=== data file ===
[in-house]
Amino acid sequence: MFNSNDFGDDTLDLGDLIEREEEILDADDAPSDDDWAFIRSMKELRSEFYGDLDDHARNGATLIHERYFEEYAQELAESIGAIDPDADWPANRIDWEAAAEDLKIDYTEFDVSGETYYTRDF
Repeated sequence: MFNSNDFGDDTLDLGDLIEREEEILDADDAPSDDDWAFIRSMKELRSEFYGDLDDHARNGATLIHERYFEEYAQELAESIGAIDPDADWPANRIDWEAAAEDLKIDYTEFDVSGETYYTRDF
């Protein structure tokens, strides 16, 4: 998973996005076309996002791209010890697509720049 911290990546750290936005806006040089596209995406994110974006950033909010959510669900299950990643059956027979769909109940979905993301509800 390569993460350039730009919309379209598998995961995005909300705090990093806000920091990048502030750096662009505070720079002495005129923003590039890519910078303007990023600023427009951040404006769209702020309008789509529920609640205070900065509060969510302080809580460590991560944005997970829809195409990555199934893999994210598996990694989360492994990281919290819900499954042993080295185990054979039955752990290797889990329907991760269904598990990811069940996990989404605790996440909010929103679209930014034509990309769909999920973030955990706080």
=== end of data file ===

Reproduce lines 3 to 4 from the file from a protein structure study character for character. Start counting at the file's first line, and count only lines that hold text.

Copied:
Repeated sequence: MFNSNDFGDDTLDLGDLIEREEEILDADDAPSDDDWAFIRSMKELRSEFYGDLDDHARNGATLIHERYFEEYAQELAESIGAIDPDADWPANRIDWEAAAEDLKIDYTEFDVSGETYYTRDF
């Protein structure tokens, strides 16, 4: 998973996005076309996002791209010890697509720049 911290990546750290936005806006040089596209995406994110974006950033909010959510669900299950990643059956027979769909109940979905993301509800 390569993460350039730009919309379209598998995961995005909300705090990093806000920091990048502030750096662009505070720079002495005129923003590039890519910078303007990023600023427009951040404006769209702020309008789509529920609640205070900065509060969510302080809580460590991560944005997970829809195409990555199934893999994210598996990694989360492994990281919290819900499954042993080295185990054979039955752990290797889990329907991760269904598990990811069940996990989404605790996440909010929103679209930014034509990309769909999920973030955990706080």